"And to the Reubenites and to the Gadites and to the half-tribe of Manasseh, Joshua said, “Remember the word which Moses the servant of the LORD commanded you, saying, ‘The LORD your God gives you rest, and will give you this land.’ “Your wives, your little ones, and your cattle shall remain in the land which Moses gave you beyond the Jordan, but you shall cross before your brothers in battle array, all your valiant warriors, and shall help them, until the LORD gives your brothers rest, as He gives you, and they also possess the land which the LORD your God is giving them. Then you shall return to your own land, and possess that which Moses the servant of the LORD gave you beyond the Jordan toward the sunrise.” (Joshua 1:12-15)
Leadership is not easy. The easiest kind of leader to be is when there is no one to follow! The most difficult part of leadership is to get along with others. Actually it is a balance. If the leader had nothing to require of the people, then it would be easy to get along with them. But leaders have a responsibility to shape the people’s thoughts and activities. Never will every one agree. Joshua did not have an easy case here. The Israelite’s past record, self-indulgence, selfishness and fear all fought against his faithfulness..
Joshua boldly spoke out what he requested of the two and a half tribes. They already had their inheritance on the east side of the Jordan where they were at the present moment. They were now going to cross over the Jordan and physically separate themselves from them. They would go from the east to the west. The Jordan River was not a huge river but it was not easy to cross in a hurry. It was even more difficult to take your possessions across.
The Reubenites, Gadites and half-tribe of Manasseh were a formidable group. It was not easy to confront them about some pass decision. If you are a leader like a parent, you know what I mean. The parent asks himself whether he should ask his child to do something. If he asks him to do something, then the child might say no. If the child says, “No!” then he will not being able to control him. So the father submits to using candy or bribes to win the child to do what he wants. Although we see the holes in this kind of parenting, it is done over and over. This provides horrible training for the child. It is not realistic in this world. People just tell you to do things. You are expected to do it. Few are the people that will bribe you to get something (unless it is illegal)! This training provides a horrible idea of leadership. If you don’t want something, you fuss until you get it. This is totally opposite to how God wants you to respond to His leadership.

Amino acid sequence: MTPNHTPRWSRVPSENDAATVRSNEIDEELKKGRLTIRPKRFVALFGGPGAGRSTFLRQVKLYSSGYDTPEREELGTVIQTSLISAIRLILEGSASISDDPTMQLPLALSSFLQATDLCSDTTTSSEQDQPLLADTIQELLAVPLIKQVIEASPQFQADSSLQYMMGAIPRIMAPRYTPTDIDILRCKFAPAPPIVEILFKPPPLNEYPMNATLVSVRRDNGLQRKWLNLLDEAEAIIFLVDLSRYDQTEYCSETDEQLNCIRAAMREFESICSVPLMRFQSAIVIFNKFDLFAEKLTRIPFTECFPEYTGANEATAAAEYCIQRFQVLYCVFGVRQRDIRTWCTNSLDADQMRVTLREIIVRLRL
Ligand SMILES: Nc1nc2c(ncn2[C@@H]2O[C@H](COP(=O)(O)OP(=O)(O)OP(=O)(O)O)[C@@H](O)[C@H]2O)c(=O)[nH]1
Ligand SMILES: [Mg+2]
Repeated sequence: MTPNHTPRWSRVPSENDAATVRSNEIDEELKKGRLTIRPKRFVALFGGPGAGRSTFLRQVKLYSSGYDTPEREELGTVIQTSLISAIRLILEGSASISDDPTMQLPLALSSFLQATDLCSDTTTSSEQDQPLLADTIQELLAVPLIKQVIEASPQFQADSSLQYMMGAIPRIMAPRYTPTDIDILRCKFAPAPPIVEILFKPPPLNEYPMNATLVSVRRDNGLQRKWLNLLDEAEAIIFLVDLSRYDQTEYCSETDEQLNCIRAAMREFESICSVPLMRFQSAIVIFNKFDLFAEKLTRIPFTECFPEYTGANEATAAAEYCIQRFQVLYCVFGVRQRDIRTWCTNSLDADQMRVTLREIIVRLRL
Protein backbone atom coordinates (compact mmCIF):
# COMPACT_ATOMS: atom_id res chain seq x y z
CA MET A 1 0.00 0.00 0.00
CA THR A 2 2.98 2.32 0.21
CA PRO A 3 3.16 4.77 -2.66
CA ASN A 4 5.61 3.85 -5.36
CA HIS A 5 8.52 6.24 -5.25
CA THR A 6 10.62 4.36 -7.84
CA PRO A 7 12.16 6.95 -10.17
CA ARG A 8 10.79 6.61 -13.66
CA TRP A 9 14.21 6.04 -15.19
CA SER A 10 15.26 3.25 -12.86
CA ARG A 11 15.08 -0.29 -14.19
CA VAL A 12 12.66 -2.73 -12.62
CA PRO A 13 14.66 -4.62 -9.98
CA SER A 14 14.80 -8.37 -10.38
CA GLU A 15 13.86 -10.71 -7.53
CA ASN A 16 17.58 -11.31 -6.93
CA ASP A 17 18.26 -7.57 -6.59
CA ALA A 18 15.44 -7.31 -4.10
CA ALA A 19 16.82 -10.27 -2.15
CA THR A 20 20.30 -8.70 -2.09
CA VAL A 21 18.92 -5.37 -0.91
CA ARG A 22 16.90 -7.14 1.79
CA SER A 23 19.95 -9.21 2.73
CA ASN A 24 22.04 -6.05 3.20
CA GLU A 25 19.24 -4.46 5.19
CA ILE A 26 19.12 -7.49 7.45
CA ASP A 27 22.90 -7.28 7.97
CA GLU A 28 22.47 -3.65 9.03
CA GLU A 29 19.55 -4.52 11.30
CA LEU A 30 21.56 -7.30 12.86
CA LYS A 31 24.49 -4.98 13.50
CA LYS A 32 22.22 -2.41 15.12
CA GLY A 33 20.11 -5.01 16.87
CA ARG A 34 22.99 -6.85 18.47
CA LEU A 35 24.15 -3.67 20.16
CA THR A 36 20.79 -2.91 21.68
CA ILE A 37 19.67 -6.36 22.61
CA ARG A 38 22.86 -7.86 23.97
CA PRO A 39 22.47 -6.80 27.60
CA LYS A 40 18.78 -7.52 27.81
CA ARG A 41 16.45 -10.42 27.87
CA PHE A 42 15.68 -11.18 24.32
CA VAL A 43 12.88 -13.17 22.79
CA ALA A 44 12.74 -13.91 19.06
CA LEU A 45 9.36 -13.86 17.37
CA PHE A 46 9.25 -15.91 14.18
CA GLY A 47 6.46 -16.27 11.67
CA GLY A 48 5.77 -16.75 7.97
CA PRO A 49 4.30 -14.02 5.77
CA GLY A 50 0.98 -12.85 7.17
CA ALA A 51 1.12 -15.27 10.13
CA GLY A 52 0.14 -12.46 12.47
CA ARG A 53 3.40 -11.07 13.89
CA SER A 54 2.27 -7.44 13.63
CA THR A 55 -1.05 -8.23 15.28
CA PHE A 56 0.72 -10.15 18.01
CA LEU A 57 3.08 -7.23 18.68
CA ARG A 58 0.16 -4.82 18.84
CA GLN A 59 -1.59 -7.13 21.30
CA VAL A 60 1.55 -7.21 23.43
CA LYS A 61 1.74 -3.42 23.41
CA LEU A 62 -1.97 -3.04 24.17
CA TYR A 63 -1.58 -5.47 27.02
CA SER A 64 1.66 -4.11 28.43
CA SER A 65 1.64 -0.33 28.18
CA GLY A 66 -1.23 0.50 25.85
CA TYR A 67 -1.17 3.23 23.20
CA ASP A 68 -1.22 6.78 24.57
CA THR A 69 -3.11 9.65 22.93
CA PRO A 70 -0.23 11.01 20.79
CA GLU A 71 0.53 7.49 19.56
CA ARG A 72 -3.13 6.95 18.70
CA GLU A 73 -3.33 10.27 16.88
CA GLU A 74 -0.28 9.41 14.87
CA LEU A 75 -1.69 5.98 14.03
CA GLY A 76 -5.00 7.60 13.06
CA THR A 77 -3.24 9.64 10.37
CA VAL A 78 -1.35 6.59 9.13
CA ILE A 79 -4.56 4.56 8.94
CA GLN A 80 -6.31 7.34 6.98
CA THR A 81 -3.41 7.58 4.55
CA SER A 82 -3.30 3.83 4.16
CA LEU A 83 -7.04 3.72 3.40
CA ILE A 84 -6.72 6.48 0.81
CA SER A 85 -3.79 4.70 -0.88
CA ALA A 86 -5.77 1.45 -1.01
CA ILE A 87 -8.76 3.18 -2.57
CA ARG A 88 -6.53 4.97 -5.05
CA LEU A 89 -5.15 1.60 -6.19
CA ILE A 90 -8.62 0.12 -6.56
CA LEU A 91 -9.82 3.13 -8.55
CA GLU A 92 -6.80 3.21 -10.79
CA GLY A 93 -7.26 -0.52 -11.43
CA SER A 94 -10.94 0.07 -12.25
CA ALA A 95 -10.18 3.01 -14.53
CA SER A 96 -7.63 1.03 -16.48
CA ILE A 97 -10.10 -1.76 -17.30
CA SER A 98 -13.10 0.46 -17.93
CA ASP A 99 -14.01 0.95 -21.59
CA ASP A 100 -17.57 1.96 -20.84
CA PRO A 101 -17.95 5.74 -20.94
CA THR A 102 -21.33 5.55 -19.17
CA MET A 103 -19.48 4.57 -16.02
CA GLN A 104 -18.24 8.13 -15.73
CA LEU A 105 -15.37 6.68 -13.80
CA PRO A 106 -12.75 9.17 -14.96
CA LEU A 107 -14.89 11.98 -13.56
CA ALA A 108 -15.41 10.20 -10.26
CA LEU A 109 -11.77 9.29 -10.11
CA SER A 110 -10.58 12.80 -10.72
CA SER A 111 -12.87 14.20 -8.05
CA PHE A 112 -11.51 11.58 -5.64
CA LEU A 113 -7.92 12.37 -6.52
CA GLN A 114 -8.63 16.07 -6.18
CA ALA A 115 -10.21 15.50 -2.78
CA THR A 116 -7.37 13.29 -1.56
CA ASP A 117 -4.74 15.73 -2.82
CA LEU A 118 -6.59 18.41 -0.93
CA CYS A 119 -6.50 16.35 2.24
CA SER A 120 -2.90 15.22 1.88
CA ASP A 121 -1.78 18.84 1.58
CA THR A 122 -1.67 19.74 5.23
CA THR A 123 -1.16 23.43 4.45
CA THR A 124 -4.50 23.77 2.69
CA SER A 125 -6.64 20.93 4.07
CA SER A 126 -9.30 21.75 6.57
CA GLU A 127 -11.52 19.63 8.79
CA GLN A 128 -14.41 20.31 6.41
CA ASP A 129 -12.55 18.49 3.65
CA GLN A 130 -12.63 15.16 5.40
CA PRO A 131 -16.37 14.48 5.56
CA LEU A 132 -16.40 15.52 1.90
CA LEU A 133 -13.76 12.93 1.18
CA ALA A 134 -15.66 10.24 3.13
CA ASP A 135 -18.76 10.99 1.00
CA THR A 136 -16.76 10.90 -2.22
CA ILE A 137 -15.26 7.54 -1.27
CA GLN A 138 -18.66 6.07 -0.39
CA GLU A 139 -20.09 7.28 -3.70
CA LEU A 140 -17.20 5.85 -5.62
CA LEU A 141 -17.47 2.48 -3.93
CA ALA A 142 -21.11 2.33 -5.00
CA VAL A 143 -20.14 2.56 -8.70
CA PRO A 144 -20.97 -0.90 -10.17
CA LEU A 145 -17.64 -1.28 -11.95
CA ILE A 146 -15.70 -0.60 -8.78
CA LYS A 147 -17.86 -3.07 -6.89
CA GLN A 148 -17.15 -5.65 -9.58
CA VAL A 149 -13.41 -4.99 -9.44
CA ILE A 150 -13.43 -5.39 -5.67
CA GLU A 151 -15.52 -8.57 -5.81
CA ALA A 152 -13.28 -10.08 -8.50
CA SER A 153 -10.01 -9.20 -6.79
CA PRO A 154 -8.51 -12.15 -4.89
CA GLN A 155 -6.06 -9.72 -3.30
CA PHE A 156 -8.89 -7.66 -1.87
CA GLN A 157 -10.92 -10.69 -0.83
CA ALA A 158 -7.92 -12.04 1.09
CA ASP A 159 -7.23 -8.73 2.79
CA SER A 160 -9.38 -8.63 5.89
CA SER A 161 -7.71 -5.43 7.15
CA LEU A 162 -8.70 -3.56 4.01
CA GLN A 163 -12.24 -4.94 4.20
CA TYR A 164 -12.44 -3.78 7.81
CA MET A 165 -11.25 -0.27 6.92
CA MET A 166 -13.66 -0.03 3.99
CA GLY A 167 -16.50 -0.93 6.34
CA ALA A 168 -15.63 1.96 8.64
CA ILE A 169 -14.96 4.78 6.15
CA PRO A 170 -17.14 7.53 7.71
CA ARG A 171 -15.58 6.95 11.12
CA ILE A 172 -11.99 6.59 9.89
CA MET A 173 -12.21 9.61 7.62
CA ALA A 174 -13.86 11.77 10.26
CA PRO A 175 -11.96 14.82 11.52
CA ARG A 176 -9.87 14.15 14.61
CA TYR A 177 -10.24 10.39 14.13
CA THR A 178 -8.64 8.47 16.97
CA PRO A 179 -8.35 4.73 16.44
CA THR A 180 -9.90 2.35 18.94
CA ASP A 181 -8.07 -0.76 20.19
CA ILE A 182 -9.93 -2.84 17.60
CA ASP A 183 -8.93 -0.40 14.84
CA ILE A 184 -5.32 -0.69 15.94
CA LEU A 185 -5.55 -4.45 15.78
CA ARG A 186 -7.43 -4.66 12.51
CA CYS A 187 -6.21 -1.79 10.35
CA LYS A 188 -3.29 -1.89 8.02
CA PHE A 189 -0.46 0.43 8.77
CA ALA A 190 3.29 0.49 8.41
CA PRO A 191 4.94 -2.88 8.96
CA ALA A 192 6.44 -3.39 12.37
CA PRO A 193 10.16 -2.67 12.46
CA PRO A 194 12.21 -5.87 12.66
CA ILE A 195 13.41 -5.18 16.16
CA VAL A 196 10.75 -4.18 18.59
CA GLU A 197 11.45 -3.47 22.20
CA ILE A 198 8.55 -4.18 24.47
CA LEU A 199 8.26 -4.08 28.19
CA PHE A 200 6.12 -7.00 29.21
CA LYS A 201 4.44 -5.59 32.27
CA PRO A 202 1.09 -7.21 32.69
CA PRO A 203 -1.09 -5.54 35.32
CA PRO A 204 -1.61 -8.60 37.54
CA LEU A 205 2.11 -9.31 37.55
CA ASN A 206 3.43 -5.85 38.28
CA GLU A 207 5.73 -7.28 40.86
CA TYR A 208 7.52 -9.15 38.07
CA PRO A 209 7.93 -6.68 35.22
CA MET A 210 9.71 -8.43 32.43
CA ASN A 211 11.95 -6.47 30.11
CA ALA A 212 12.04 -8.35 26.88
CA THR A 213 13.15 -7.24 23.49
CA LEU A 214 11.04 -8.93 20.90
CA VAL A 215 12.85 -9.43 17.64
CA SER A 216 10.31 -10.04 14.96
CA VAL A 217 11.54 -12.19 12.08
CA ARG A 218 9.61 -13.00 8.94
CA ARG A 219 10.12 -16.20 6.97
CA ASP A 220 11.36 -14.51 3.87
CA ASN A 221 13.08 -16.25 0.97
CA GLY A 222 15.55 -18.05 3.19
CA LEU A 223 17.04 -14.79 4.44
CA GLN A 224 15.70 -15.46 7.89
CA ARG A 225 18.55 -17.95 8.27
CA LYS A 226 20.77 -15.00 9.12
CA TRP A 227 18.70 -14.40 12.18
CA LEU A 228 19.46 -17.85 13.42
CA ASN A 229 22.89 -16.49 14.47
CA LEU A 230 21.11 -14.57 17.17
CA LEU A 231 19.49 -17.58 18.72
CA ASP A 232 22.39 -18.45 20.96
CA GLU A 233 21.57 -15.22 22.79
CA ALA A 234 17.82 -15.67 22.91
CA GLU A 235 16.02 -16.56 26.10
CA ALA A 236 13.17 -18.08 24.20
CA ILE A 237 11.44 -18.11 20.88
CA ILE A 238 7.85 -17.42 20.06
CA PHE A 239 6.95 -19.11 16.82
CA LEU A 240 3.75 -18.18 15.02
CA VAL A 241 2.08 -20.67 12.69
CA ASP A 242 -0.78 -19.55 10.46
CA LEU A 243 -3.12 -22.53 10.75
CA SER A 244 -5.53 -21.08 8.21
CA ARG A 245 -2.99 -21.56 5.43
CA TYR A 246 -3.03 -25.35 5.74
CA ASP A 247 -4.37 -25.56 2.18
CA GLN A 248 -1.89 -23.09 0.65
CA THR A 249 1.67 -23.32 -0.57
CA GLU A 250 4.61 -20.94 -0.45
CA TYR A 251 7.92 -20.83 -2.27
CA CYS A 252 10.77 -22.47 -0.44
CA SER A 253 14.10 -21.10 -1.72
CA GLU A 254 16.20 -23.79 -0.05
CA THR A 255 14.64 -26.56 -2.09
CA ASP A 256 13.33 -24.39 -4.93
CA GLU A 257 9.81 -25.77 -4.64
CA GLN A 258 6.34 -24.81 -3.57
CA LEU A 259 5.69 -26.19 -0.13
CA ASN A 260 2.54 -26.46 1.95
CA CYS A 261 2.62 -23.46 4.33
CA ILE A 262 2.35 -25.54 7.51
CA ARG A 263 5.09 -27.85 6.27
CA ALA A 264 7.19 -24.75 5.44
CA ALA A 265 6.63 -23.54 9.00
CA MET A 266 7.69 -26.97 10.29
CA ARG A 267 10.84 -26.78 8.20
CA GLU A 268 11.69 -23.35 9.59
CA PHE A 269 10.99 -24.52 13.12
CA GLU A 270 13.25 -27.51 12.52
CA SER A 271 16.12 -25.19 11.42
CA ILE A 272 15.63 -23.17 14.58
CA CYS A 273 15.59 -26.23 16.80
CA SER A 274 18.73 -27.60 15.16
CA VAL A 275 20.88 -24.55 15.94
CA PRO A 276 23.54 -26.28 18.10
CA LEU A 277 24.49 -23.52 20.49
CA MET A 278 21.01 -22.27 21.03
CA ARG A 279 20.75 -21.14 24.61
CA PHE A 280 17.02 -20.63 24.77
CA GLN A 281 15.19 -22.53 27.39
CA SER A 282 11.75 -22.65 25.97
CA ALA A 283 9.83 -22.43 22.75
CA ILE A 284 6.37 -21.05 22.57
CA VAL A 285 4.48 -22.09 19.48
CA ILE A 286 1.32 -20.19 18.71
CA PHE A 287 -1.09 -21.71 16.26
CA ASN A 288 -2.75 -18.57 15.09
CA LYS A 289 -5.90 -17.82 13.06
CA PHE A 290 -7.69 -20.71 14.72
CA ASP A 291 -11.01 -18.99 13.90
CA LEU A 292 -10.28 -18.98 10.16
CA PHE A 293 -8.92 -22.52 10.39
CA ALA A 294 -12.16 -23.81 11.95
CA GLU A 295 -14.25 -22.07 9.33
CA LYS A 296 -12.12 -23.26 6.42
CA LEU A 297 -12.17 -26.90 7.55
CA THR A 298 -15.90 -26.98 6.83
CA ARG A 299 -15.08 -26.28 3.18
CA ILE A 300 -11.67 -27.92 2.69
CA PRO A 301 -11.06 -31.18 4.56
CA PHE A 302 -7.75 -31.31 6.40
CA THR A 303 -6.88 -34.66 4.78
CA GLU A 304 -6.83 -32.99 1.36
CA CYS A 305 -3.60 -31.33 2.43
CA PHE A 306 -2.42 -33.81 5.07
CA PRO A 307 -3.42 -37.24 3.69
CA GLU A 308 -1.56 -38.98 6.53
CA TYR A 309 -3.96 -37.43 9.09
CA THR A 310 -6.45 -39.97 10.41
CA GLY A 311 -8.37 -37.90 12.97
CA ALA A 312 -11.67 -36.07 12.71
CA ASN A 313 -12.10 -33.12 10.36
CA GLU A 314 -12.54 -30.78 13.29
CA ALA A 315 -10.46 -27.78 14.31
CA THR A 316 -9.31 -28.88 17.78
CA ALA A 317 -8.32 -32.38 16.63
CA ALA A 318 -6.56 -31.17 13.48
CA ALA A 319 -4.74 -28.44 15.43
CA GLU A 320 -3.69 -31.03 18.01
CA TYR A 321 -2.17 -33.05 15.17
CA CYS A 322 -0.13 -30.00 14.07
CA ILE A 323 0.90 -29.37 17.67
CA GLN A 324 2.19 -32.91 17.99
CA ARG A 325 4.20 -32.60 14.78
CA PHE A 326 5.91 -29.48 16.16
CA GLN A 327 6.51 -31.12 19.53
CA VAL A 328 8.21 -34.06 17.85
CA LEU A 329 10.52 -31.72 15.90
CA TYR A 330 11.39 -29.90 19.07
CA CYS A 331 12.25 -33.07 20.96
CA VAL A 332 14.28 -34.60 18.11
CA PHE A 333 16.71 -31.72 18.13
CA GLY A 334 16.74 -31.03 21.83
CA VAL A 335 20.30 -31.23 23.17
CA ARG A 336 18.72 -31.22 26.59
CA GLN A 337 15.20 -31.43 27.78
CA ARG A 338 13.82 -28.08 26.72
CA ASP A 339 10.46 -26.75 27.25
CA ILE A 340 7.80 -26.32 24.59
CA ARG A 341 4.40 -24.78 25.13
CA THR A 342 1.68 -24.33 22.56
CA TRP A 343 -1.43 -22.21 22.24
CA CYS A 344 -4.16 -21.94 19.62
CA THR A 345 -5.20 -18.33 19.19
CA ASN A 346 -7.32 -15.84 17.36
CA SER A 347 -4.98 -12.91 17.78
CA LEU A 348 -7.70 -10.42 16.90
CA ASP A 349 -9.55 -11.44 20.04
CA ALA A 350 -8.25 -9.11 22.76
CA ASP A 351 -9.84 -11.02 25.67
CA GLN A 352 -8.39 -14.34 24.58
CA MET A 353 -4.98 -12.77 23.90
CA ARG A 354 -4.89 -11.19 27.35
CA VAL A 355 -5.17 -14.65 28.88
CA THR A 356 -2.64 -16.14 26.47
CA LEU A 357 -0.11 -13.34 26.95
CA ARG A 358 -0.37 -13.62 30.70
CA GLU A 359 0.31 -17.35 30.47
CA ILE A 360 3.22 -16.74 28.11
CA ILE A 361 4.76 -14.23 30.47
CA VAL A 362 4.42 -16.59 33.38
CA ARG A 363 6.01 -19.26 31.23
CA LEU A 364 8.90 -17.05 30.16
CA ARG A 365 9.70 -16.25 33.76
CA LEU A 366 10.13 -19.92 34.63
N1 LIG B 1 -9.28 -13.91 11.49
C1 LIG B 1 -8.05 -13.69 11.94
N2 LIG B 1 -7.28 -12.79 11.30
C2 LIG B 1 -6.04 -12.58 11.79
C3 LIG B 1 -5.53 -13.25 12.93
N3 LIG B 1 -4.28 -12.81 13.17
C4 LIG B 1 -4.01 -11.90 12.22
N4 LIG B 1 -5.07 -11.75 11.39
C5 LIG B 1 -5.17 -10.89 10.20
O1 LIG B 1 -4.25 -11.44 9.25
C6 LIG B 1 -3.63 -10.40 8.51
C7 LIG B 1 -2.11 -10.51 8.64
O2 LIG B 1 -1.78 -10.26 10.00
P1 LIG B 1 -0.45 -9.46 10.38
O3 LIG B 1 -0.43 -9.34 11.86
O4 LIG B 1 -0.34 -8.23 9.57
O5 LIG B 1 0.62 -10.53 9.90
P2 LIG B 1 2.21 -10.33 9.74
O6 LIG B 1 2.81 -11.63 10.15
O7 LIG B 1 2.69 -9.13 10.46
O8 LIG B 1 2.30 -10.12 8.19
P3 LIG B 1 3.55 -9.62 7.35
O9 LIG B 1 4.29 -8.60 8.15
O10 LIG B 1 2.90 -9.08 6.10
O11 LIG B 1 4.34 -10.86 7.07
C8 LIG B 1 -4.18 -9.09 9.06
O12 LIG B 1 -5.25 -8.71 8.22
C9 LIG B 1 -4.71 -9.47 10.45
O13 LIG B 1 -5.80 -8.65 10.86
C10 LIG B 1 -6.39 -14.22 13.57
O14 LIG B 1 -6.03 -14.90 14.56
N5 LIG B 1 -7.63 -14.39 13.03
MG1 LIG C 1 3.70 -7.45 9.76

If Joshua used this to communicate with the tribes, he would have thought of some great bribe to get God’s people to do what they should do. But we should not be motivated by lusts but simple obedience. This was the problems with the Israelites in the wilderness. The lived for what they got. They had no heart for God. Now Joshua is facing them. He chose the right way to lead God’s people and they amazingly followed. Could you not imagine many other responses?
“What! Leave my family on the other side of the river unprotected?”
“That was then, now is now. We made our promise to Moses not to you. No one is stopping you from going on over!”
“Why not just stay over here and join us? We have enough land.”
“We might get hurt!”
“Do you really believe in God can help us?”
Let’s make a few observations.
(1) Joshua addressed the issue ahead of time. He knew people were thinking of the issue, “Why should we have to cross over if our inheritance is on this side of the Jordan?” If he waited for them to murmur and complain, it would lead to a sad rebellion. This is another advantage of quick obedience. We likewise need to anticipate possible problems. As we sense their presence, we pray, seek God’s grace and confront the situation.
(2) Joshua reminded them of their promise. Again we sense this could have gone wrong but this did not stop Joshua. He held them to their word. “Remember” is the key word here.
“We will not return to our homes until every one of the sons of Israel has possessed his inheritance. “For we will not have an inheritance with them on the other side of the Jordan and beyond, because our inheritance has fallen to us on this side of the Jordan toward the east.” So Moses said to them, “If you will do this, if you will arm yourselves before the LORD for the war, and all of you armed men cross over the Jordan before the LORD until He has driven His enemies out from before Him, and the land is subdued before the LORD, then afterward you shall return and be free of obligation toward the LORD and toward Israel, and this land shall be yours for a possession before the LORD. (Numbers 32:18-22).
(3) Joshua specified the exact things that needed to be done. He mentioned the difficult aspect of leaving their family behind. He told them who would need to fight in battle. The valiant warriors were to fight and not stay home and protect their sheep and families. They too needed to walk in faith.
(4) Perhaps most important, Joshua led them to know of God’s reward upon their faithful service. He painted before them the scene of obedience. He showed them that their reward would be that land for their inheritance.